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I tend to get wrapped up in my own thoughts. A lot.

As in, I’ve gone on solo road trips and not even turned the radio on for hours. I’m very comfortable with silence.

Because of this, I’ve heard the same kinds of comments from people close to me for my whole life:

“You got really quiet all of a sudden. What’s going on?”

Or, “You have to tell me how you’re feeling — I can’t read your mind!”

Or, usually in an argument, “Are you even hearing me? Say something already!”

The strange thing is, anyone who knows me well will tell you that I can be chatty. I used to bring report cards home from school with all A’s and a little X-mark that said, “Talks to her friends too much in class.”

And if you’ve ever listened to our podcast, I think it’s pretty clear that talking — sometimes ad nauseam — about something I care deeply about is certainly not an issue of mine!

So what’s going on? Why is it that I can be so talkative sometimes, and so quiet and pensive other times?

It took me a long time to figure this out (and a lot of seeing similar patterns in people I coach), but it turns out it has everything to do with how I process thoughts, feelings, and information.

Most people in my life — my closest friends, and most of my family members, too — are external processors. Me, on the other hand? I’m an internal processor.


Internal processing means that, when you have a lot on your mind — maybe you have a big decision to make, or you’re having a strong emotional reaction, or you’re feeling a bit overwhelmed with everything going on in your life — you’re more likely to turn inward, into your own mind and emotions, rather than outward to the people in your life, to get clarity.

Here are some telltale signs to help you determine if you’re an internal processor, like me:




External processing, on the other hand, means that in order to understand how you feel about something, you prefer to talk it out with someone else — or even yourself! When you try to organize your thoughts in your mind, it feels like one big jumble; however, when you can talk it out, everything tends to get much clearer.

Here are some telltale signs to help you determine if you’re an external processor:




There are so many misconceptions about internal and external processors that cause people to reject their own internal wiring, so I want to clear a few things up.

First of all, there’s no such thing as an “ideal” processing style — one is not better than the other. They’re simply different, and both have their benefits and challenges.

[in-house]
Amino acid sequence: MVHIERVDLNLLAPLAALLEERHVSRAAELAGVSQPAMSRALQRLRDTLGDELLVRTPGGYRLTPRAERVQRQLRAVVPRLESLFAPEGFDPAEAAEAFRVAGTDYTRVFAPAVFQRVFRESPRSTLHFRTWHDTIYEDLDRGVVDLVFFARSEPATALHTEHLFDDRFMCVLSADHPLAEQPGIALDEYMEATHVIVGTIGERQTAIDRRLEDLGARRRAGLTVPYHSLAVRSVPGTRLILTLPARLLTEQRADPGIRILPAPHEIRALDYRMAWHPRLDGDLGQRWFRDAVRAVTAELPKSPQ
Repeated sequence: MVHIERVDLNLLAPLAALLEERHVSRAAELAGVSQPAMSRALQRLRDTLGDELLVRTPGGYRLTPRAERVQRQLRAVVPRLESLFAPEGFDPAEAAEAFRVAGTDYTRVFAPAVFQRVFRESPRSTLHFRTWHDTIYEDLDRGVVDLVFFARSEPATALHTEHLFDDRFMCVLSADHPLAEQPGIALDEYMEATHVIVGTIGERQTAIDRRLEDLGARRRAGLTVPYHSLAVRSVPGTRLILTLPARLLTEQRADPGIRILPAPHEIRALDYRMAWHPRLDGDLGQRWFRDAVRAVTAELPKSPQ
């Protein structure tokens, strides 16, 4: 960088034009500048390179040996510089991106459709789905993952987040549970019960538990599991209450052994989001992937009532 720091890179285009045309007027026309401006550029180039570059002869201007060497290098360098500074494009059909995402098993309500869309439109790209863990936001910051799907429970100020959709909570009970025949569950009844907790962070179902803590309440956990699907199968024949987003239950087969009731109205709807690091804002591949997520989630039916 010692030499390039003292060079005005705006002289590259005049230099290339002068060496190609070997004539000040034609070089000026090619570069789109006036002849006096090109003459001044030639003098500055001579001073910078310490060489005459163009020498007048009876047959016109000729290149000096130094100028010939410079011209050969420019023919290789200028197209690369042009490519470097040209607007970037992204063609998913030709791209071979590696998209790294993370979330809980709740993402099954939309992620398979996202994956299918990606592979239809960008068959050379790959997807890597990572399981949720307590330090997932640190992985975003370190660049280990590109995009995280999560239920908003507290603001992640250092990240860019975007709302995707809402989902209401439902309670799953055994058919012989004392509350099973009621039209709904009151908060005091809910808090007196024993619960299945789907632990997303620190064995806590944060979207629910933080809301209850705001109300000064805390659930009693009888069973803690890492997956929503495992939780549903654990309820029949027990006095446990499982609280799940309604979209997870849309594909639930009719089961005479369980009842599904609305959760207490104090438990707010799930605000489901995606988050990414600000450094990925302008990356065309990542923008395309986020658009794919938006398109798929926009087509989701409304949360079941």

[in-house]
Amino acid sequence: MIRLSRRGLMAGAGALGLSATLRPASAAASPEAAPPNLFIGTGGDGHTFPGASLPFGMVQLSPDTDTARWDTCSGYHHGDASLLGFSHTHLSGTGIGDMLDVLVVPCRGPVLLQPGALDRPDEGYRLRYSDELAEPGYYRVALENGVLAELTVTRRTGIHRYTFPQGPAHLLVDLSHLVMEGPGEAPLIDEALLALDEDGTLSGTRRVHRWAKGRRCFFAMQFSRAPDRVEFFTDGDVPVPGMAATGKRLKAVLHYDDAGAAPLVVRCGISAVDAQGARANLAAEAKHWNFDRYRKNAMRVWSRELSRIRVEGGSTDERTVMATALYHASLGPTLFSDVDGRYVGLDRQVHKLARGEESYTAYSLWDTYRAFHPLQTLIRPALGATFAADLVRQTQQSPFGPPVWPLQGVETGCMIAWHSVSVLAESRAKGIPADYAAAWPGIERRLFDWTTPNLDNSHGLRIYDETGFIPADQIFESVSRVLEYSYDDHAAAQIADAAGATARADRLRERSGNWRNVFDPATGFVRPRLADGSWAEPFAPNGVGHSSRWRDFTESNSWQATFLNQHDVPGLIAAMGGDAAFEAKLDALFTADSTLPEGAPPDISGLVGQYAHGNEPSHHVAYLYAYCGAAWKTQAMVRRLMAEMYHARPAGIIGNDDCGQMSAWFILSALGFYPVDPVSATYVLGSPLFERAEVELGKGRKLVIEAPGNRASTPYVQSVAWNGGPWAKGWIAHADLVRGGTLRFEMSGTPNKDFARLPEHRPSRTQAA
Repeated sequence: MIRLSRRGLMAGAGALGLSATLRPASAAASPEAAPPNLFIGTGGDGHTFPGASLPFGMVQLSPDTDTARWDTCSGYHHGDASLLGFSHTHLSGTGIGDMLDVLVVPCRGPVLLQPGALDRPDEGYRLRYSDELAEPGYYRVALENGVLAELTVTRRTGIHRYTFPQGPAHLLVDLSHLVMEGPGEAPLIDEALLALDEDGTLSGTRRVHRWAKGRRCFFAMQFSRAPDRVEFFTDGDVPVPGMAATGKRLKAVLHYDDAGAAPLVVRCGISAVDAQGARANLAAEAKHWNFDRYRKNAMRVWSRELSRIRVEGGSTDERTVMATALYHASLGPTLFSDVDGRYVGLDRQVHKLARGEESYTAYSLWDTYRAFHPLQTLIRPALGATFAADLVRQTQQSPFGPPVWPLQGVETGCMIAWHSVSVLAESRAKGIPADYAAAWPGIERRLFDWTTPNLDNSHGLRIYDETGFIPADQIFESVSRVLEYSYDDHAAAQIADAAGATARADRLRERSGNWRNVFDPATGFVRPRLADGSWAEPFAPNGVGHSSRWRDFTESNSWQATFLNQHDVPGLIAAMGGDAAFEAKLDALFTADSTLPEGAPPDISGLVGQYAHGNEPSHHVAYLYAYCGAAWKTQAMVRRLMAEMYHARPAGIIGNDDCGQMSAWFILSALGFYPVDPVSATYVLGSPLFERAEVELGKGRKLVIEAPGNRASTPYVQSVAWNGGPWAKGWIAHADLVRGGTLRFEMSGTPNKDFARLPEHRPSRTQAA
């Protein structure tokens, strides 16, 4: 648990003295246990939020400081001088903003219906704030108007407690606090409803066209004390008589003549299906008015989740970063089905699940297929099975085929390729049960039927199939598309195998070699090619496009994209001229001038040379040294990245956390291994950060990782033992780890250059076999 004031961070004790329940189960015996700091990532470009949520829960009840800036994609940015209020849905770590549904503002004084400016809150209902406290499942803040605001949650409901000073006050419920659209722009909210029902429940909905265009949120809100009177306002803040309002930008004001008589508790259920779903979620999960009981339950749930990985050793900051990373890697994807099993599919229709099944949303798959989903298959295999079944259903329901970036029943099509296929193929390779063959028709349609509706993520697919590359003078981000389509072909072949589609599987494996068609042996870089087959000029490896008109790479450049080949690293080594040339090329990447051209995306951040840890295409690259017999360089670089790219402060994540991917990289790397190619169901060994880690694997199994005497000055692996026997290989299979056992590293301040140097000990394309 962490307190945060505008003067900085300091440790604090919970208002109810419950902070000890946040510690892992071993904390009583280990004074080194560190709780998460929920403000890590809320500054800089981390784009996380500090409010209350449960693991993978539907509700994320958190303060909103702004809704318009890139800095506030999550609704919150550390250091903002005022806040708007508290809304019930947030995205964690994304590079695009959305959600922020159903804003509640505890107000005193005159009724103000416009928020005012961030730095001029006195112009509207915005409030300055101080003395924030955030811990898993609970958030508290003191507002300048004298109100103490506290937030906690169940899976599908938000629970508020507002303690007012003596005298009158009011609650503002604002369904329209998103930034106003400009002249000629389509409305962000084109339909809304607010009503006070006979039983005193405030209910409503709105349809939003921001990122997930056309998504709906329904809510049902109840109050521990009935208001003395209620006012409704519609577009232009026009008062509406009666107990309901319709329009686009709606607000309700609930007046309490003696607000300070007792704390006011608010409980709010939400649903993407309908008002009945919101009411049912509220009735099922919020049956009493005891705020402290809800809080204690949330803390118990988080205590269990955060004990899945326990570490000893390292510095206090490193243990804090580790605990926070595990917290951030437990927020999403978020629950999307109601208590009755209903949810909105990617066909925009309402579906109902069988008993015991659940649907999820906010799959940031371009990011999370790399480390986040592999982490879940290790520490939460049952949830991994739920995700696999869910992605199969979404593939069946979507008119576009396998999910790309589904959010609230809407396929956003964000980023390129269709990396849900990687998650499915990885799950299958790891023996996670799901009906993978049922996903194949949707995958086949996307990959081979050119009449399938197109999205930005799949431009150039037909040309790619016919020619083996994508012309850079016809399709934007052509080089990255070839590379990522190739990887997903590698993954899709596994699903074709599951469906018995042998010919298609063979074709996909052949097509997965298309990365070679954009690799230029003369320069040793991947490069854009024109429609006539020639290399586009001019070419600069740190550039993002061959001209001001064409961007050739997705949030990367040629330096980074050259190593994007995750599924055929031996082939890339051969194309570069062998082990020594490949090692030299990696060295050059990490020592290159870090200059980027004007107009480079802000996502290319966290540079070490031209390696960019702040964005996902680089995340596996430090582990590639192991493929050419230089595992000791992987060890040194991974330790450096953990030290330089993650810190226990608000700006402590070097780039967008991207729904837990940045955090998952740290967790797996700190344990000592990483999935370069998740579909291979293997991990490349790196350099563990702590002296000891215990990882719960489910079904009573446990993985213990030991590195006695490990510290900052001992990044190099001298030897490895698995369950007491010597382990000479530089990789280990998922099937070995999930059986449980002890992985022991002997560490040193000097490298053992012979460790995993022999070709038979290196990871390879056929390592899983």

Also, internal vs. external processing is not the same as introversion vs. extroversion, although there may be some overlap. On the surface, it may seem like introverts are internal processors and extroverts are external processors, but that’s not always true. Introversion/Extroversion has more to do with where you get energy (alone or from others), while your processing style is about how you understand your inner world, as well as the world around you.

Lastly, being an external processor doesn’t necessarily mean that you’re loud or opinionated or super confident. Just because you’re sharing your thoughts out loud, doesn’t mean you’re totally sure of everything you’re saying. In fact, you might be talking something out precisely because you’re still uncertain about how you feel.

Just like being an internal processor doesn’t mean that you’re quiet, not opinionated, or slow. It just means you need space and alone time to get clear on how you’re feeling and what you need to do, and once you figure it out you might become very opinionated and talkative.


So tell me, which kind of processor are you? What are some ways you’ve found to work with your processing style, instead of against it? Share with me, in the comments!

Much Love,

Kristen (& Rachel)


Are you a tortoise or a hare? (October 2019)

How to tell, once and for all, if you’re an introvert or an extrovert (February 2019)

Exploring the 16 personality types with Leslie McDaniel (August 2018)

Emotional constipation with Joanna Platt (April 2018)


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  1. I’m definitely an external processor: I need to talk through my issues before I can deal with them, otherwise my thoughts are a jumbled mess! I’ve embraced it over the years; I tell people all the time- if you hear me talking to myself I’m just thinking aloud!